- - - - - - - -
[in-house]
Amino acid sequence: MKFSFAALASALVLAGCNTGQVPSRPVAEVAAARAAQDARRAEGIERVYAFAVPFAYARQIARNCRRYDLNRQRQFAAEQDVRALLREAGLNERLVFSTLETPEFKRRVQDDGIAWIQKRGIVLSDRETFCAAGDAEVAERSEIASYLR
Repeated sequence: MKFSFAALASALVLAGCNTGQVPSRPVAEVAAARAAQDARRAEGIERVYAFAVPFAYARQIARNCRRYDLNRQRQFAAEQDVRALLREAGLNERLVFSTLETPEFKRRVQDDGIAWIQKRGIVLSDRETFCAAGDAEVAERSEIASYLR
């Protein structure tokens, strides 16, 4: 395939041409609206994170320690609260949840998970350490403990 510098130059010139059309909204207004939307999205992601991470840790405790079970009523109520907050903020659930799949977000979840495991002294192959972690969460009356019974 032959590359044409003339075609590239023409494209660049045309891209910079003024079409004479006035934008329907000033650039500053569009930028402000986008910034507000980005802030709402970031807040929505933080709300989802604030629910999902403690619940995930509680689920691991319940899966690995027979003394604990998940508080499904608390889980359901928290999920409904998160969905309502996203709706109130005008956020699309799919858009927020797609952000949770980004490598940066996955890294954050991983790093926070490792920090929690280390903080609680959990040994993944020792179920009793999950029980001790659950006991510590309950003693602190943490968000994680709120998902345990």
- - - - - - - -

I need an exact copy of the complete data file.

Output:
[in-house]
Amino acid sequence: MKFSFAALASALVLAGCNTGQVPSRPVAEVAAARAAQDARRAEGIERVYAFAVPFAYARQIARNCRRYDLNRQRQFAAEQDVRALLREAGLNERLVFSTLETPEFKRRVQDDGIAWIQKRGIVLSDRETFCAAGDAEVAERSEIASYLR
Repeated sequence: MKFSFAALASALVLAGCNTGQVPSRPVAEVAAARAAQDARRAEGIERVYAFAVPFAYARQIARNCRRYDLNRQRQFAAEQDVRALLREAGLNERLVFSTLETPEFKRRVQDDGIAWIQKRGIVLSDRETFCAAGDAEVAERSEIASYLR
């Protein structure tokens, strides 16, 4: 395939041409609206994170320690609260949840998970350490403990 510098130059010139059309909204207004939307999205992601991470840790405790079970009523109520907050903020659930799949977000979840495991002294192959972690969460009356019974 032959590359044409003339075609590239023409494209660049045309891209910079003024079409004479006035934008329907000033650039500053569009930028402000986008910034507000980005802030709402970031807040929505933080709300989802604030629910999902403690619940995930509680689920691991319940899966690995027979003394604990998940508080499904608390889980359901928290999920409904998160969905309502996203709706109130005008956020699309799919858009927020797609952000949770980004490598940066996955890294954050991983790093926070490792920090929690280390903080609680959990040994993944020792179920009793999950029980001790659950006991510590309950003693602190943490968000994680709120998902345990």